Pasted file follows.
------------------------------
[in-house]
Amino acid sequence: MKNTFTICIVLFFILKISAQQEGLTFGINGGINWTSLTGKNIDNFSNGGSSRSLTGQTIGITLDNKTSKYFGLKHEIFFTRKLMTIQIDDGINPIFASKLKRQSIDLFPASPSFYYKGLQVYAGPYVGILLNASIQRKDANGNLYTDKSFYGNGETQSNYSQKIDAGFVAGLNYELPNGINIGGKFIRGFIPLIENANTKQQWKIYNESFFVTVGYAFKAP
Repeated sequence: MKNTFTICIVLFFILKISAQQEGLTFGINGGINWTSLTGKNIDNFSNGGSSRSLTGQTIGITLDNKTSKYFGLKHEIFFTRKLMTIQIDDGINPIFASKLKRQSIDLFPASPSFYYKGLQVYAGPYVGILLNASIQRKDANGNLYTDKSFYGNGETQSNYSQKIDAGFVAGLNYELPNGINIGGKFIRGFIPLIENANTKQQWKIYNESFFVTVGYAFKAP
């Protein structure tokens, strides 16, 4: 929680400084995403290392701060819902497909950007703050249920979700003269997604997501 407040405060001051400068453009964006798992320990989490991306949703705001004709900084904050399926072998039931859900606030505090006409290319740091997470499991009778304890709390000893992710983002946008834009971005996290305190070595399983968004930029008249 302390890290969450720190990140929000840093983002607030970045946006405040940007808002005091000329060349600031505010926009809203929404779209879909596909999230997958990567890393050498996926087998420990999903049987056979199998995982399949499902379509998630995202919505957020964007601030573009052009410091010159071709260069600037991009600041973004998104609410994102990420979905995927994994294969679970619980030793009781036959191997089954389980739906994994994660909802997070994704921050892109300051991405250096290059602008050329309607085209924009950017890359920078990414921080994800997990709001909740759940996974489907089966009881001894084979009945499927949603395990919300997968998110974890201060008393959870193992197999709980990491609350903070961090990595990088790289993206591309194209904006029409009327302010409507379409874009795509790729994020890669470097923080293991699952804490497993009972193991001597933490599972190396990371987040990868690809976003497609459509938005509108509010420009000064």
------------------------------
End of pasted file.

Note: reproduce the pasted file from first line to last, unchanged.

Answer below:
[in-house]
Amino acid sequence: MKNTFTICIVLFFILKISAQQEGLTFGINGGINWTSLTGKNIDNFSNGGSSRSLTGQTIGITLDNKTSKYFGLKHEIFFTRKLMTIQIDDGINPIFASKLKRQSIDLFPASPSFYYKGLQVYAGPYVGILLNASIQRKDANGNLYTDKSFYGNGETQSNYSQKIDAGFVAGLNYELPNGINIGGKFIRGFIPLIENANTKQQWKIYNESFFVTVGYAFKAP
Repeated sequence: MKNTFTICIVLFFILKISAQQEGLTFGINGGINWTSLTGKNIDNFSNGGSSRSLTGQTIGITLDNKTSKYFGLKHEIFFTRKLMTIQIDDGINPIFASKLKRQSIDLFPASPSFYYKGLQVYAGPYVGILLNASIQRKDANGNLYTDKSFYGNGETQSNYSQKIDAGFVAGLNYELPNGINIGGKFIRGFIPLIENANTKQQWKIYNESFFVTVGYAFKAP
């Protein structure tokens, strides 16, 4: 929680400084995403290392701060819902497909950007703050249920979700003269997604997501 407040405060001051400068453009964006798992320990989490991306949703705001004709900084904050399926072998039931859900606030505090006409290319740091997470499991009778304890709390000893992710983002946008834009971005996290305190070595399983968004930029008249 302390890290969450720190990140929000840093983002607030970045946006405040940007808002005091000329060349600031505010926009809203929404779209879909596909999230997958990567890393050498996926087998420990999903049987056979199998995982399949499902379509998630995202919505957020964007601030573009052009410091010159071709260069600037991009600041973004998104609410994102990420979905995927994994294969679970619980030793009781036959191997089954389980739906994994994660909802997070994704921050892109300051991405250096290059602008050329309607085209924009950017890359920078990414921080994800997990709001909740759940996974489907089966009881001894084979009945499927949603395990919300997968998110974890201060008393959870193992197999709980990491609350903070961090990595990088790289993206591309194209904006029409009327302010409507379409874009795509790729994020890669470097923080293991699952804490497993009972193991001597933490599972190396990371987040990868690809976003497609459509938005509108509010420009000064």